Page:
Well, the fact of the matter is, oral transmission of HIV MAY have been reported, but these reports have been isolated and spotty. There have been some studies done on oral transmission of HIV, but these studies are faulty and should not be generalised to implicate all oral sex. Will explain under a different note if you want me to explore this. However, consider…if oral sex did indeed transmit HIV, then all of San Francisco, much of New York, and countless other people would be dead by now. I don’t mean to trivialise oral transmission, or to even say it is impossible, but it’s a small (and I consider negligible) risk…one that is further minimised if your partner’s sexual history is not extremely suspect, if your exposures are kept to a minimum (of course, the more times you are exposed to the risk, the more risk you carry), etc.
Same goes for the women. If you have to, use a dental dam…avoid oral sex during certain times of the month (blood carries a higher concentration of virus)…and everything in moderation. But since I am not familiar with lesbian sex, this is the limit of my advice in this area….yikes…someone else more knowledgeable help me out here…
Theoretically, oral transmission is possible. After all, there are viruses in the semen/vaginal fluids, and you ARE ingesting these fluids. Hoever, taking an intact gastro-intestinal tract into consideration, these organs of ours are extremely hardy and have seen countless numbers of yucky things we shove down our throats (including Macdonalds and Singapore air…etc). They are used to keeping foreign particles out. Occassionally, something overwhelms them (as in the case of Indonesian roadside stall food), and our bodies protest by making us dump the offending particles in the Kallang River…but otherwise, few things that were not meant to get through, do eventually get through. Including many bacteria and viruses. Some bugs make a living by infecting people through the oral route, and HIV is thankfully NOT one of them. Credit our gastric juices, gastric lining, saliva enzymes, whatever.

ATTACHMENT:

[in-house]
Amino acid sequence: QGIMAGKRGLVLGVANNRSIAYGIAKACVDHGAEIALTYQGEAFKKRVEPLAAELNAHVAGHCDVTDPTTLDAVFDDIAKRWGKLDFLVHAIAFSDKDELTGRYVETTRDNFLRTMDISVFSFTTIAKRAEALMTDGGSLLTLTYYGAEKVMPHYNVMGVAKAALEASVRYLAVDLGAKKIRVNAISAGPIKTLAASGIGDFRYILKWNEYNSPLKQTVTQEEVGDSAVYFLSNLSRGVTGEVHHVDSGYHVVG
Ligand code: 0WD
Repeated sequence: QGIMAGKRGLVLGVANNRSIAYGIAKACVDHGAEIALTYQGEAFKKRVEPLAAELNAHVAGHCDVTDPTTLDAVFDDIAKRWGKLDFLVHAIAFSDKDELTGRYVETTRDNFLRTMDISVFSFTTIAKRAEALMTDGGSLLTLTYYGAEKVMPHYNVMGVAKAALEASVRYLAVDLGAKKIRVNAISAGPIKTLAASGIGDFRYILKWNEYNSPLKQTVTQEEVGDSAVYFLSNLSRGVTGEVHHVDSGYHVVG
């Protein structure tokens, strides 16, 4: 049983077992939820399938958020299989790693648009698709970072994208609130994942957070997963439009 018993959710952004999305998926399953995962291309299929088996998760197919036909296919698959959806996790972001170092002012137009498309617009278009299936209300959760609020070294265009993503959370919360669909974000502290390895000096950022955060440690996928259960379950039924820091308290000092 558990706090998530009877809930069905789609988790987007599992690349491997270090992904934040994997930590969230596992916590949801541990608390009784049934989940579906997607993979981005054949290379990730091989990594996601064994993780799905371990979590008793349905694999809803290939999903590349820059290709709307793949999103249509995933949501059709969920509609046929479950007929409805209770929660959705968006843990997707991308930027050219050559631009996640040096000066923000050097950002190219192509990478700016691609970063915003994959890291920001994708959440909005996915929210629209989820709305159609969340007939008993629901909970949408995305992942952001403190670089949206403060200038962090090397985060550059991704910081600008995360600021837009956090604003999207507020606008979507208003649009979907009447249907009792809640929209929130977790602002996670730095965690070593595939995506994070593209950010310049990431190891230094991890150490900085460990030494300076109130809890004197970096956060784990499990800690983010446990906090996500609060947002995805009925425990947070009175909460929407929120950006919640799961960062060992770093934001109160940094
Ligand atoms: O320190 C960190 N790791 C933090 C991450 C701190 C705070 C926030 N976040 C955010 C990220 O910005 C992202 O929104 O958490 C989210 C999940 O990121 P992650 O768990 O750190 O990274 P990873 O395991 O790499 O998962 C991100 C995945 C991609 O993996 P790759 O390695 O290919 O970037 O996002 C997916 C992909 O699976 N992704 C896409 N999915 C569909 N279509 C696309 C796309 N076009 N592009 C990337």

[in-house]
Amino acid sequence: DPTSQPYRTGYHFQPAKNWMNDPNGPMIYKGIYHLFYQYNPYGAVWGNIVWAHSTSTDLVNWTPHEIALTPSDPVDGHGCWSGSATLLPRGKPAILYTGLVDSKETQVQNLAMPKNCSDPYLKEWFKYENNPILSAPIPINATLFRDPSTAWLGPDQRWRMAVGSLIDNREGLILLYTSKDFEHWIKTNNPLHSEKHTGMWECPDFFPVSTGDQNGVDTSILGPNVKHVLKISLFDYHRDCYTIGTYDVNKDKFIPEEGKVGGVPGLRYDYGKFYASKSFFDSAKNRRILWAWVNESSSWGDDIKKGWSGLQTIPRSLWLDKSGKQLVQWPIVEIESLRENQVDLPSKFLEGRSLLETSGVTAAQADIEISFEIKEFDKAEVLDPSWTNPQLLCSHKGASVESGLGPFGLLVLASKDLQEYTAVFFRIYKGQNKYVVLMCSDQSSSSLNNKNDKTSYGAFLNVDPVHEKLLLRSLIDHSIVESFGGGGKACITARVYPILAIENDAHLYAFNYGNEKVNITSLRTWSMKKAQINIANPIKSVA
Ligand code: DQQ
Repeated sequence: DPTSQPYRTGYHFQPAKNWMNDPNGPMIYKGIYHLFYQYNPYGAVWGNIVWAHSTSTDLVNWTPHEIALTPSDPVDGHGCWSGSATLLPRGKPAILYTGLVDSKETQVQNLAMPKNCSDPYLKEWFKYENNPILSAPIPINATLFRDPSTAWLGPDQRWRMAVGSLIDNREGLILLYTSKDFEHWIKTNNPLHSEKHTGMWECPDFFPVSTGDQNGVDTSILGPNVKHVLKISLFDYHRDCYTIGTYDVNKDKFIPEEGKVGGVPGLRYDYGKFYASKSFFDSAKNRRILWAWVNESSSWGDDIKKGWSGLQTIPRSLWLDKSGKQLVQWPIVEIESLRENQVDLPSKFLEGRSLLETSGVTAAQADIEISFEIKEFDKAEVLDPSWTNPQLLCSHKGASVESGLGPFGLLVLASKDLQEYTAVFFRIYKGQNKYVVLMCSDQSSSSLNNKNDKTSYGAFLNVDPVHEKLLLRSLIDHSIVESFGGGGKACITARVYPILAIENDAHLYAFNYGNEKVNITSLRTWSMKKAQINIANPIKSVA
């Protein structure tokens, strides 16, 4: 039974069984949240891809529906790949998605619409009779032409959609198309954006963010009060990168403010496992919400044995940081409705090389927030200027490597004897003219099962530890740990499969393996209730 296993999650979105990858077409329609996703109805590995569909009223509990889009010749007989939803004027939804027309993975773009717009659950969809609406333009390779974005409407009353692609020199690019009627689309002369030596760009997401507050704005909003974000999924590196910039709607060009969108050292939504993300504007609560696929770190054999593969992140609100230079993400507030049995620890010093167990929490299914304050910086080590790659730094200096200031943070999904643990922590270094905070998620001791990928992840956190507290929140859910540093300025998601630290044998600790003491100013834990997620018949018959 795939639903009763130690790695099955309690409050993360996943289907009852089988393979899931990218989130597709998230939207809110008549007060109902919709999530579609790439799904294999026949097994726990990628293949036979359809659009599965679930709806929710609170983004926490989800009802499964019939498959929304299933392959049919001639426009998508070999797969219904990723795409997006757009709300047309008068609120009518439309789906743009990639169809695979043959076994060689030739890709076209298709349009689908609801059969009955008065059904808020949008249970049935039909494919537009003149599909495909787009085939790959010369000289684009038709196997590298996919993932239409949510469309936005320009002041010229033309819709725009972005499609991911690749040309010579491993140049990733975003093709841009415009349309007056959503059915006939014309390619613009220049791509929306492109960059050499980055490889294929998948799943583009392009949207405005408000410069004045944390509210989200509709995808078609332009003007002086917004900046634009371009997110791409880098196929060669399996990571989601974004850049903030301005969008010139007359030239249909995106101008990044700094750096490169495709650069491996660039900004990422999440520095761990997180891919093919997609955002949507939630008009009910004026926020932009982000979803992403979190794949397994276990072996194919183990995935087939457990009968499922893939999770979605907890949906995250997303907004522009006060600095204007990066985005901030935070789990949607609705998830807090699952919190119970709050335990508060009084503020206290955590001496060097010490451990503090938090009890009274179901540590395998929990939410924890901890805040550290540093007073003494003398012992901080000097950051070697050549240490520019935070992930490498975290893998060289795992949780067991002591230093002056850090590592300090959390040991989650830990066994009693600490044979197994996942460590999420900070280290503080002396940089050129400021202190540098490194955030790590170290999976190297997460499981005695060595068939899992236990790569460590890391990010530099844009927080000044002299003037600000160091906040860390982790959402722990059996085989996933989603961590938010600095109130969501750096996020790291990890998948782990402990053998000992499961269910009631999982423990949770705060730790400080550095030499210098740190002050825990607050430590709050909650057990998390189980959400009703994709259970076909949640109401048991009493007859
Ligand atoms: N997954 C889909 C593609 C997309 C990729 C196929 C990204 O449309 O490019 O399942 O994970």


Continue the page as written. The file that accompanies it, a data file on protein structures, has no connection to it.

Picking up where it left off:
>>Also, I think some kinds of sexual diseases like herpes and warts can spread through the kind of casual sexual contact as described above (excluding anal and oral sex), can someone please enlighten me on how these “other” STDs are spread and their dangers?
STD’s…ok. The most common STD’s include gonorrhea, syphillis, herpes, warts, pubic lice, chlamydia, etc. It would take quite a long essay to go into each and everyone of them. Most of the STDs are rather evident if you examine the genital area of your partner under reasonable light (so those at Fort Rd, well, you place yourselves at higher risk…). Any sores, discolorations, discharges, foul smell, etc, would typically alert you to such a possibility. If your partner can’t help but constantly scratch their pubes, that’s another clue…Be sure to look at your partner’s genital area carefully…if it looks nice and squeeky clean, you’re probably OK (with the exception of herpes…which is still transmissible even when there are no evident sores…best thing is to ask, never assume). If you are foolish enough to rub your skin against these sores, then well, go visit your friendly STD doc soon to get a jab (yes, most are curable, again with the exception of herpes) because that’s how they are spread, by contact with infected skin. No fluids to transmit.
Let’s not also forget those rimmers out there. You place yourself at high risk for Hepatitis A…so either get yourself a Hep A vaccination, as well as clean your partner’s butt out really well (hey, a mutual romp in the shower qualifies as fantastic foreplay, if you ask me) before you start licking sphincter, OR use a dental dam or plastic wrap stretched across the cave before you go spelunking.